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Co-working began with communities of entrepreneurs working alongside each other, sharing desks coffee machines and, in many cases, ideas. Well, now, as NPR's Yuki Noguchi reports, co-working is an industry unto itself.
YUKI NOGUCHI, BYLINE: Michael Silvers has worked at home and in corporate offices but prefers his small, rented, glass-walled co-working space in downtown Washington, D.C.
MICHAEL SILVERS: Every office that I've worked in - you're kind of down in your own little hole. You don't really interact as much with other types of businesses.
NOGUCHI: Co-working led to unexpected benefits for Silvers and his co-founder, who run ClearCodeX, an app development firm. They recruited a business partner they met at WeWork and learned a far more efficient way to develop software from other startups there.
SILVERS: From concept design through to a working app in the App Store in four weeks. It was just amazing. I mean, that - we saw how fast you can do development because of what we caught up on here at WeWork and seeing other people doing it.
NOGUCHI: Co-working spaces are attracting a growing population of office workers who spend more time working from home, hotels and cafes. Walk into one, and you'll find desks, monitors and meeting rooms along with the creature comforts of home. There are convivial, open spaces and areas to allow silent retreat into more focused, productive work. Close quarters bring with it some privacy challenges. Tan Ly, who runs Visually Dynamic, says he's learned to cope.
TAN LY: You minimize the screen. Or (laughter) you know, you kind of turn the monitor a little bit.
NOGUCHI: Part of the appeal is flexibility. Monthly membership means avoiding the commitment of a long-term lease and the hassle of stocking, say, printer ink. Travelers can use memberships at multiple locations. But the real value, co-working companies say, is a more innovative work culture. David Fano is chief growth officer for WeWork, the largest player, which has expanded to more than 220 worldwide offices in less than a decade. He says the biggest demand comes from large corporations looking for ways to make their workers happy and productive.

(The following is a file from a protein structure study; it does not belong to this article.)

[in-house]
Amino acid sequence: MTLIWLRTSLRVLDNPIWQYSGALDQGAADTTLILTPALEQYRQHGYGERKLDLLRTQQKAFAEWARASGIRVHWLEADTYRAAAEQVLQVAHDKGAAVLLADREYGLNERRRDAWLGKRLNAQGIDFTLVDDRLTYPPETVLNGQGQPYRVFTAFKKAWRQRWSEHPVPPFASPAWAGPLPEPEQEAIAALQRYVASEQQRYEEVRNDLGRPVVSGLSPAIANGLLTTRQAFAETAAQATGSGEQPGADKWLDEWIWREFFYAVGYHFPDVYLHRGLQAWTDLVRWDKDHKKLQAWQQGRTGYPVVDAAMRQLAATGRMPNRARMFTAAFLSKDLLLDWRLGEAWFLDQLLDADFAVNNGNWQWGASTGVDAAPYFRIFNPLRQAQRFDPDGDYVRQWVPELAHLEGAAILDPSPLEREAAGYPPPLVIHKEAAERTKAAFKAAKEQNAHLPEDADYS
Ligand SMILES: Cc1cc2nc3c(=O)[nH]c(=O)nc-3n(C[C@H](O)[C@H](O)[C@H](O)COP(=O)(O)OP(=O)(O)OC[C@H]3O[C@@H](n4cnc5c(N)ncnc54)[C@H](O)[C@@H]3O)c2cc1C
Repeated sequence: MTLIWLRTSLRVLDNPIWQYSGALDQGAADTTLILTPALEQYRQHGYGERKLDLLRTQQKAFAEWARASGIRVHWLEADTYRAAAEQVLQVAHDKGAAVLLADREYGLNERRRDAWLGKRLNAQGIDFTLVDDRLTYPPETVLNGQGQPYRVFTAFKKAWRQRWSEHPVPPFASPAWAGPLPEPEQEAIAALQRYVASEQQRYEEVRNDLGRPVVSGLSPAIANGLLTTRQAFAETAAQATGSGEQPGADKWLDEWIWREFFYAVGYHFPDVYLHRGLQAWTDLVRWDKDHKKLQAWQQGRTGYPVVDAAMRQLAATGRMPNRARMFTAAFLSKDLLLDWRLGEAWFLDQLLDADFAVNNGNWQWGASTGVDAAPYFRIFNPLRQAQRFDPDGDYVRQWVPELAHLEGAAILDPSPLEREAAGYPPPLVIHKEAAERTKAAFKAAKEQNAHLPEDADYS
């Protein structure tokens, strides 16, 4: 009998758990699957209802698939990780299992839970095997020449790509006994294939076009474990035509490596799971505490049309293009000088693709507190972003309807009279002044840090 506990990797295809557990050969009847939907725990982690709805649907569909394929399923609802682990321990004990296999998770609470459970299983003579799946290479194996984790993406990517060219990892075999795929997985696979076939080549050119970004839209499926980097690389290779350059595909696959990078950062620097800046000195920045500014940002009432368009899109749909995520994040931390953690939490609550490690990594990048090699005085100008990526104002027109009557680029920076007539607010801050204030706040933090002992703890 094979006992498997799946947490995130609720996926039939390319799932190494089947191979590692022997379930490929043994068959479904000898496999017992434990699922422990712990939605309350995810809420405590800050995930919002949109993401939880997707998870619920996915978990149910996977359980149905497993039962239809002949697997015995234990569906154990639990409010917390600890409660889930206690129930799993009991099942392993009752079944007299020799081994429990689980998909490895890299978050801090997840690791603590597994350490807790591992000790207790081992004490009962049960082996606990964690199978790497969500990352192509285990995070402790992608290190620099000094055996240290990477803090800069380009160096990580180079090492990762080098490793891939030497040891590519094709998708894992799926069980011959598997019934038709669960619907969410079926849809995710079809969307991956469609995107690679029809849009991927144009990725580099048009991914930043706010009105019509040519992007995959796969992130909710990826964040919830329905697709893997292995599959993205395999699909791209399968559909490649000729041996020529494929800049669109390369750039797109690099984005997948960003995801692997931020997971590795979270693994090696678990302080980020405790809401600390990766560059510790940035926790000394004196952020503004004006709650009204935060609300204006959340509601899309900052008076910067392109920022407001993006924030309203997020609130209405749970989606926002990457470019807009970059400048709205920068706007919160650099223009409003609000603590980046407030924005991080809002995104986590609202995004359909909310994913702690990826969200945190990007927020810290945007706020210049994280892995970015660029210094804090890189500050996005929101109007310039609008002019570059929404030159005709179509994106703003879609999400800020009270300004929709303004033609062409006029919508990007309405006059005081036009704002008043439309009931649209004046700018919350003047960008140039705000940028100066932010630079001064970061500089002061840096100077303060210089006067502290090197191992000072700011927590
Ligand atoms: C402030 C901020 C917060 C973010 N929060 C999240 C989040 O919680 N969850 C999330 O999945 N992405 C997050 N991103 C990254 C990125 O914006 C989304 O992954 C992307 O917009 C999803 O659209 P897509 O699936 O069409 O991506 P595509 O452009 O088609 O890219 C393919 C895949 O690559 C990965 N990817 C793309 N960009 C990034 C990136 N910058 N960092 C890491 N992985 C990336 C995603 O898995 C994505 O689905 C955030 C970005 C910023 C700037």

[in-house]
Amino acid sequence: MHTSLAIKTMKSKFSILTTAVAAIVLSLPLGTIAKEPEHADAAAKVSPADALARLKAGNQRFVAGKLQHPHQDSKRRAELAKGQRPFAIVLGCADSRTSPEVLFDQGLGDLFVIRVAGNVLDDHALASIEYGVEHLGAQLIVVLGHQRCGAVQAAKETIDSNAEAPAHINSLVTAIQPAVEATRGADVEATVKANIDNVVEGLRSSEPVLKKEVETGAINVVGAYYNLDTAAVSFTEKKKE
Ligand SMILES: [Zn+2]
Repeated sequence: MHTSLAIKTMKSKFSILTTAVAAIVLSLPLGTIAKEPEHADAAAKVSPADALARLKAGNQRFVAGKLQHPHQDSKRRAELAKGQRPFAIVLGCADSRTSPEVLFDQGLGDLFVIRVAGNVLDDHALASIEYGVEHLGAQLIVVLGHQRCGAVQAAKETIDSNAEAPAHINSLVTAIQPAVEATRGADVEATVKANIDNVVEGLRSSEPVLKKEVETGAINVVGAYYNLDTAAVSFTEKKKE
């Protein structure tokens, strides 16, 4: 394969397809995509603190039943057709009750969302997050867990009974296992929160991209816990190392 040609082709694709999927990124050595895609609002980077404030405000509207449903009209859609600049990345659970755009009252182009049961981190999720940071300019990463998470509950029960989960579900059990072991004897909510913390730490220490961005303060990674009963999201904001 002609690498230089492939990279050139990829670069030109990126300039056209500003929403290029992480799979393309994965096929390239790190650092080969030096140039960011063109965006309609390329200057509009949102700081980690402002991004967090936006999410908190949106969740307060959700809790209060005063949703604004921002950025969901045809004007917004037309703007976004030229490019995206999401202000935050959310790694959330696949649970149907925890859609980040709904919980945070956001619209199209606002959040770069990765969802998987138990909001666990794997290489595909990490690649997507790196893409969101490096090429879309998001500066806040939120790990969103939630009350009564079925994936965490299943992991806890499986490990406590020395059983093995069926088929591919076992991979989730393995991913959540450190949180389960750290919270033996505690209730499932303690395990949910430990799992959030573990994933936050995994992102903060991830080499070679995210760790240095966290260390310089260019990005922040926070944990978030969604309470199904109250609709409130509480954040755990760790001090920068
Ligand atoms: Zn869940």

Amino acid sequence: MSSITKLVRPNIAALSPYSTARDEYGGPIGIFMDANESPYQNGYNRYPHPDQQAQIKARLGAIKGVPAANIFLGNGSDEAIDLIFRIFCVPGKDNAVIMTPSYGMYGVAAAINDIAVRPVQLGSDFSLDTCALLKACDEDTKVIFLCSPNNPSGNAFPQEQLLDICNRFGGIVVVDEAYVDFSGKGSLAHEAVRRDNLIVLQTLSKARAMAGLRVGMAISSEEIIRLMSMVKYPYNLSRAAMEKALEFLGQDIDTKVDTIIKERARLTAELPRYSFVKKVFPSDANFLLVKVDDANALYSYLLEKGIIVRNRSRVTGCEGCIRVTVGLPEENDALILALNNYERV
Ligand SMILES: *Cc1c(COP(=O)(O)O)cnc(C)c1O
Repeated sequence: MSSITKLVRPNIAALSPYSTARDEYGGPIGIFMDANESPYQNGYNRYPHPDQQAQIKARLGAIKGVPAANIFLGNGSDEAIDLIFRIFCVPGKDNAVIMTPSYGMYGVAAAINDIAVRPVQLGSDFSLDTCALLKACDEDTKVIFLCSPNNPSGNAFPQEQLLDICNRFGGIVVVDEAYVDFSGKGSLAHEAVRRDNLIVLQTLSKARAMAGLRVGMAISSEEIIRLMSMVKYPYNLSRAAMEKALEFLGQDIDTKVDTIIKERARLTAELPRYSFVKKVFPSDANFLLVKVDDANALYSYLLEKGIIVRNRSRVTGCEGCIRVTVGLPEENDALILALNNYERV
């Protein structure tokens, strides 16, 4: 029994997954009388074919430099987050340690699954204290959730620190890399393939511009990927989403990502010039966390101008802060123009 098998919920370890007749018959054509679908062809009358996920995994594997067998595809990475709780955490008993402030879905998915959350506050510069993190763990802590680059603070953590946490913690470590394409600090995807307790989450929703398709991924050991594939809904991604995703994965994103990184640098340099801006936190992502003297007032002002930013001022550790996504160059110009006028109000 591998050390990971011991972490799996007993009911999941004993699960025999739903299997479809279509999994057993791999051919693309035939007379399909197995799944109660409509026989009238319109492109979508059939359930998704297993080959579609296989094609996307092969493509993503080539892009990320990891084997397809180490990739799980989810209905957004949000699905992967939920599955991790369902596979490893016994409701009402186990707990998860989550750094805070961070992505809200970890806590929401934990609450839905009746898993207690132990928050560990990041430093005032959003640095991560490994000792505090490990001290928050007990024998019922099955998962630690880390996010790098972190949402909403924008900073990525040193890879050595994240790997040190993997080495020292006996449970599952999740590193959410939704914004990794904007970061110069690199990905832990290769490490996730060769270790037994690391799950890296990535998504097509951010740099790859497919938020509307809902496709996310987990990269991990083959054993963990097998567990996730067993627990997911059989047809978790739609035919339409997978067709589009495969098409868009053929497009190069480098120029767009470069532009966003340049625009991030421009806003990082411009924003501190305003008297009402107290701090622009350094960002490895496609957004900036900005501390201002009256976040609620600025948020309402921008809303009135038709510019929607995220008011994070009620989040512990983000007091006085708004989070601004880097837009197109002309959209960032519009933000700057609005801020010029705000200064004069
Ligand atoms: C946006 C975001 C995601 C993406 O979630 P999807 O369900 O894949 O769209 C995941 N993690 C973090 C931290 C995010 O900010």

DAVID FANO: How do companies engage in helping individuals be successful and fulfilled?
NOGUCHI: Customers want WeWork to provide the basics, as well as to plan happy hours, cooking classes and to manage the online forums that keep workers engaged.
FANO: Programming around wellness. We're doing a lot of things with workplace mindfulness, thinking about the kinds of food and beverages that are in the work environment and being just as thoughtful about that as we are with, like, ergonomics and furniture.
NOGUCHI: There are several factors driving growth. Telework keeps growing, and independent workers, contractors, freelancers and the like make up a bigger part of the labor force. Plus, there are more tools that make it easier to collaborate online. Gretchen Spreitzer is a management professor at the University of Michigan and says there are psychic benefits.
GRETCHEN SPREITZER: Qualitative research does show that people feel like they're more productive in the company of others that they trust rather than just sitting in a coffee shop.
NOGUCHI: But, Spreitzer says, WeWork has plenty of competition. And it's under pressure to keep their members renewing month after month.
SPREITZER: We're seeing today turnover of members and spaces as competitors come up with cooler spaces or other amenities.
NOGUCHI: Scott Galloway, a marketing professor at New York University, agrees. He says the big question is how big or valuable the co-working industry might be. Privately held WeWork is valued by some estimates at $20 billion, a sum Galloway doesn't believe is justified.
SCOTT GALLOWAY: There are a lot of organizations that own real estate. They could probably offer somewhat of a me-too model.
NOGUCHI: WeWork might not be that valuable, he says, but the company and the co-working movement are here to stay. Yuki Noguchi, NPR News, Washington.
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